We’ve previously seen how revolutionary applications of the drug psilocybin have been recommended to therapists as a new, additional form of treatment for a variety of mood disorders such as depression, and, in more recent years, anxiety. Be warned however, the recommendation didn’t last long, as using it as an additive to therapeutic treatment has recently been shut down for now by medical boards in Australia. That being said, all hope in the drug is not lost as the US has also taken an interest in the benefits of magic mushrooms with a new study that aims to see if it can alleviate the mental health impacts of the COVID-19 pandemic on healthcare workers.
Aside from the obvious worldwide turmoil, panic, and unfortunately high numbers of deaths, the global pandemic has also caused multiple unapparent setbacks in all of our lives. From changing the realm of dating forever to the extreme social isolation of lockdowns, we are still adapting to our new normal and mental health has obviously taken a huge hit because of it. This is especially the case of healthcare workers, as a national poll from the Kaiser Family Foundation (KFF) and the Washington Post found that 30 per cent have received, or feel they need, mental health treatment due to the endless stress of the pandemic.
Keeping the door to the future of shroom therapy open, Big Think reported that in the US, the University of Washington (UW), funded by the Stephen & Alexandra Cohen Foundation in Seattle, is currently recruiting frontline healthcare workers into a study to test the effects of psychedelic-assisted therapy for mood disorders—previously tested by Johns Hopkins University in Baltimore on mood disorders in people with cancer diagnoses. The difference here is, this current study, whose current sole trial site is UW School of Medicine, specifically looks at the treatment of depression and anxiety in healthcare key workers.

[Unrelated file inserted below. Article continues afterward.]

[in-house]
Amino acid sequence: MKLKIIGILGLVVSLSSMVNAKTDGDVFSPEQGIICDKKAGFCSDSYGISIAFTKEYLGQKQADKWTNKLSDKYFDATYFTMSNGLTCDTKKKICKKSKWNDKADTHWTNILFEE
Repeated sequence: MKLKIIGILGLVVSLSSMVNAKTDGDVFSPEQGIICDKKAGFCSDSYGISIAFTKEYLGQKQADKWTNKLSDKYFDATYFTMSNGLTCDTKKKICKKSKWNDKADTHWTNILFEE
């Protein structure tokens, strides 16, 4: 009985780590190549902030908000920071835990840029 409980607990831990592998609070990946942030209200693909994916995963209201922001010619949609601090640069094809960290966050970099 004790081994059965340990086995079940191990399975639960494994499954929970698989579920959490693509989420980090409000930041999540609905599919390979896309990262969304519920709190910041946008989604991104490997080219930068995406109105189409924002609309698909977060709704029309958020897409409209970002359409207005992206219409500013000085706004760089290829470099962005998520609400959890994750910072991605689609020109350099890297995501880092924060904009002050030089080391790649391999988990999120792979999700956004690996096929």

The latest research will see 30 participants randomly split up into either a test group or placebo group and will then be administered either psilocybin or a placebo. The test will also include a series of multiple visits under the supervision of specially trained psychotherapists. Required two 90-minute counselling sessions will take place for all participants, to get them comfortable with the study’s therapists and to prepare them for the psychedelic experience (as we know it can be a bit of a trip). Third time’s the charm, as upon the third visit a dose of synthesised, pure psilocybin—equal to three grams of dried mushrooms—will be handed out to the test group participants, provided by the Usona Institute.
UW Medicine oncologist, palliative-care specialist, professor of medicine and lead investigator, Anthony Back told UW Newsroom “We hope to help [healthcare key workers] address their feelings of grief, inadequacy and moral distress as a result of caring for COVID patients.”